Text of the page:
When I'm not spreading hate and discontent, I love to go out into the little bits and pieces of unspoiled creation that survives intact and try to capture just a hint of the glory that the Creator left for us.
This and your other thread has me thinking a lot about the work of Kenro Izu. I saw a show "Sacred Places" of his that was quite moving.
Truth BEHIND the Camera
This is an interesting thread. Especially when you consider how much every photograph reveals about the photographer behind the camera and not just the image in front of it. I think that whether any photographer is aware of it or not; whether he/she likes it or not; there is no way to avoid the fact that making a photograph is always a bit like being naked in public.
Mark, your original question seems to indicate that you think there is some way that a photographer can control what is revealed about himself in his photographs. I mean, if I have understood, a photograph that "documents" the inside of a church, in your view, does nothing to express one's actual faith. I would beg to differ.
While I can understand a desire to try to focus on, or perhaps emphasize more, the actual way that one feels about one's own faith, I am suggetsting that perhaps , in a way, it is a losing proposition. For example, if I take a series of pictures of my wife, no matter what else you might say about them, I would bet that you would get an idea of how I feel about her. Yet, if I set out to try to illustrate to you how I feel about my wife, I think the images would wind up looking contrived, cliche, boring. Not because I feel differently but because the spontineity and "honesty" of the first set of images was obstructed by the "agenda" of trying to inject some truth into the second set of images.
The truth is the truth, and it is revealed in every image you make. In the example above, you might point out that the second set of images would at least succeed at showing something about my feelings. My point is that they would be lousy photographs.
I think that if you make photographs about things that you know something about and that matter to you, and if you try to make the best photographs that you can, ... your faith and all of your virtues will be revealed.
I did not know that one could separate their "faith" from their manifestations.
The Abbot of Zen Mountain Monastery has an "eye" and has offered a few "faith" images. Early in his life he learned meditation from Minor While while taking up photography. "Art-practice" (sometimes, photography) is one of the learning forms used in The Eight Gates of Zen. As practice, trainees are required to be empty of themselves as they approach a poffered theme. It seems that the abandonment of "self" enables an intimacy, a celebration of one.
Yes this has been done in different ways by different photographers. The first one that comes to mind is the Amish work that George Tice made mostly in the '60s. Another photographer Laura Wilson (Avedon's former assistant) spent many years documenting the Hutterites of Montana and published a book by the same name. Other photographers have done books or portfolios of various cult type relegious groups like Baptist snake handlers and small southern black Baptist chruches and their members, though I can't recall their names now.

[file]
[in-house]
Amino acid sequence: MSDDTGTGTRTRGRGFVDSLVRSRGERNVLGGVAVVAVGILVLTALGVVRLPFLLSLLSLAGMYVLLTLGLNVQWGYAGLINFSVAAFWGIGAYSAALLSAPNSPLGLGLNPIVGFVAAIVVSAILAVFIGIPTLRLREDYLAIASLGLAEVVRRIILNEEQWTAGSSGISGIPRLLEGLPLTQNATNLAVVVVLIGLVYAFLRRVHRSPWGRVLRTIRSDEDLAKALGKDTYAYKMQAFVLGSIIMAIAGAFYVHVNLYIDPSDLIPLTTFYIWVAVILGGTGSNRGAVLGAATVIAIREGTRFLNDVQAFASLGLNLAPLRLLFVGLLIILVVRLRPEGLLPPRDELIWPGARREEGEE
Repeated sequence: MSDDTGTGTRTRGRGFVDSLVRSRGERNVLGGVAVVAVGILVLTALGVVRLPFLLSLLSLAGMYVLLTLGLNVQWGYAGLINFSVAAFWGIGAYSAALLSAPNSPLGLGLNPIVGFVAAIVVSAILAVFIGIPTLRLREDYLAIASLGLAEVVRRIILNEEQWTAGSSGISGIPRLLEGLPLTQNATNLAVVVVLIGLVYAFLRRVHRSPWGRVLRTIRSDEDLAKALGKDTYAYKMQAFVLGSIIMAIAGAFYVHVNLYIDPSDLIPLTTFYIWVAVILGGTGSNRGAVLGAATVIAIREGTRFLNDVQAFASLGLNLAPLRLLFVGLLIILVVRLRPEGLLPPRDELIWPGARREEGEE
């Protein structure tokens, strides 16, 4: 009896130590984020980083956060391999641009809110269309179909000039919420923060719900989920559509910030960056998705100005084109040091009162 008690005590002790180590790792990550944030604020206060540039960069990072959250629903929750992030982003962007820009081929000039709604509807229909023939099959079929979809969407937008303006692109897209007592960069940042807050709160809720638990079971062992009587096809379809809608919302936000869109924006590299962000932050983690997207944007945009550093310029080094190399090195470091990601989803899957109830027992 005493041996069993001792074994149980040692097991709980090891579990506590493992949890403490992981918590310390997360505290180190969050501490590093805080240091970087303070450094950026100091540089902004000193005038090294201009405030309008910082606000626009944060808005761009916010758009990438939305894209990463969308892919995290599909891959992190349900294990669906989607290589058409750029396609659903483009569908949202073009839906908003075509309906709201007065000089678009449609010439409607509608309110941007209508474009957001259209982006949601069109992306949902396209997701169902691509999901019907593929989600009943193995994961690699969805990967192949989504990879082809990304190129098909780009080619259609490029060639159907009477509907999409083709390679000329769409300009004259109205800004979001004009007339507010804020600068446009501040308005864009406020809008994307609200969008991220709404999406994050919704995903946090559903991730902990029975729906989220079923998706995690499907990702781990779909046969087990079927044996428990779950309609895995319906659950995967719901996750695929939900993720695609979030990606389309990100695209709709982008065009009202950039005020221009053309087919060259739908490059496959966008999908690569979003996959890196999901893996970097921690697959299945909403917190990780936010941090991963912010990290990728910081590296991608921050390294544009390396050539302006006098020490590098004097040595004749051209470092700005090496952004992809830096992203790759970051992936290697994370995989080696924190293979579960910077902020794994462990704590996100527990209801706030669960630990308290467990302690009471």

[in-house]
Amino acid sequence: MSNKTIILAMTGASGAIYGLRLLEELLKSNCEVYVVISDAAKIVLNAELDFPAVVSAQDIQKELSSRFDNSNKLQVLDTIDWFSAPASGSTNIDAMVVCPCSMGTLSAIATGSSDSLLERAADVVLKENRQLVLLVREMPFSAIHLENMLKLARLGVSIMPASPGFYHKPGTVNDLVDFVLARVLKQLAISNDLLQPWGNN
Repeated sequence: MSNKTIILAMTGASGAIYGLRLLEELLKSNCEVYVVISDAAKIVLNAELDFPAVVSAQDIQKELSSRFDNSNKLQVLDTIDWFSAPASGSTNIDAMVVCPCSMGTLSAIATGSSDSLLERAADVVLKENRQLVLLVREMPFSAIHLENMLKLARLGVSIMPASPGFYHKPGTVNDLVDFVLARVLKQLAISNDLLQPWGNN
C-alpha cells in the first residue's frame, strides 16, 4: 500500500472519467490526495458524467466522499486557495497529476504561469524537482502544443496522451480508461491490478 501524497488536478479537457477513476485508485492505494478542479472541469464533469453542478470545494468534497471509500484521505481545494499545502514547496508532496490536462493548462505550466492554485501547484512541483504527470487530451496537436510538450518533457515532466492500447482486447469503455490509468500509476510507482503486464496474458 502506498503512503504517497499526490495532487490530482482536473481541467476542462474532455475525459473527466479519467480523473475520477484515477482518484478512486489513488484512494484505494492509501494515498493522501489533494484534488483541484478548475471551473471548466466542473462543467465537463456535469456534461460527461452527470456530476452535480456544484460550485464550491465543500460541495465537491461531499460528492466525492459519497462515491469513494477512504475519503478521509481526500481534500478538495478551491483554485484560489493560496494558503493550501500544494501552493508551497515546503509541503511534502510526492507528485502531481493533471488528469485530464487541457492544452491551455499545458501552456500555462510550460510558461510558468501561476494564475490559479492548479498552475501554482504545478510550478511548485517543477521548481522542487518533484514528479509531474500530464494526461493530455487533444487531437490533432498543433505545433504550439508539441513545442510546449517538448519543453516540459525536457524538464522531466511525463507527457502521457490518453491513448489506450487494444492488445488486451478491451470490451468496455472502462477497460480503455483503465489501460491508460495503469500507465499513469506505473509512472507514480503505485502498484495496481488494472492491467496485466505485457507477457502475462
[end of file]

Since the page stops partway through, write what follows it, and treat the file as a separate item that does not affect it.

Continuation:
Originally Posted by mark
Chris Ranier has also done work with different cultures around the world whose subjects and environments usually have some religous associations.
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For a long time I have thought about doing a documentary on different faiths and their observances that one might see that in the end we really are not all that different from each other. I guess this would be my way of expressing my faith which is spiritual not religious. Now all I need is a good host.
I just kind of dawned on me but I don't think that most religions outside of Christianity and maybe Islam, consider their religion to be a "faith". Meaning "a hope, that I believe in".
I'm sure someone will correct me on that. Not sure.
I couldn't think of anything witty to say so I left this blank.
these folks weren't exploring their faiths were they? I have seen tice's Amish work but he was not Amish. There are tons of outside looking in portfolios but I am looking for people on the inside doing it exploring their own faith.
Originally Posted by donbga
Technological society has succeeded in multiplying the opportunities for pleasure, but it has great difficulty in generating joy. Pope Paul VI
So, I think the "greats" were true to their visions, once their visions no longer sucked. Ralph Barker 12/2004
Just to clarify things, are you euphemistically calling a religion a "faith"? It seems to me that a faith is an individual's experience or belief that may or may not exist within the confines of an organized religion. Whereas adherants of an organized religion may not have faith those who do not embrace an organized religion may have the greater actual faith. The two are separate and distinct in my perspective.
Originally Posted by mark
I am just trying to gain clarity on what it is that you want to do.
Just for the record, Merriam Webster defines "faith":
Originally Posted by Donald Miller
2 a (1) : belief and trust in and loyalty to God (2) : belief in the traditional doctrines of a religion b (1) : firm belief in something for which there is no proof (2) : complete trust
3 : something that is believed especially with strong conviction; especially : a system of religious beliefs
Can't speak for Islam, but Christians often use "faith" as a synonym for religion; i.e., "marrying within one's own faith".
All that being said, Donald asks a good question.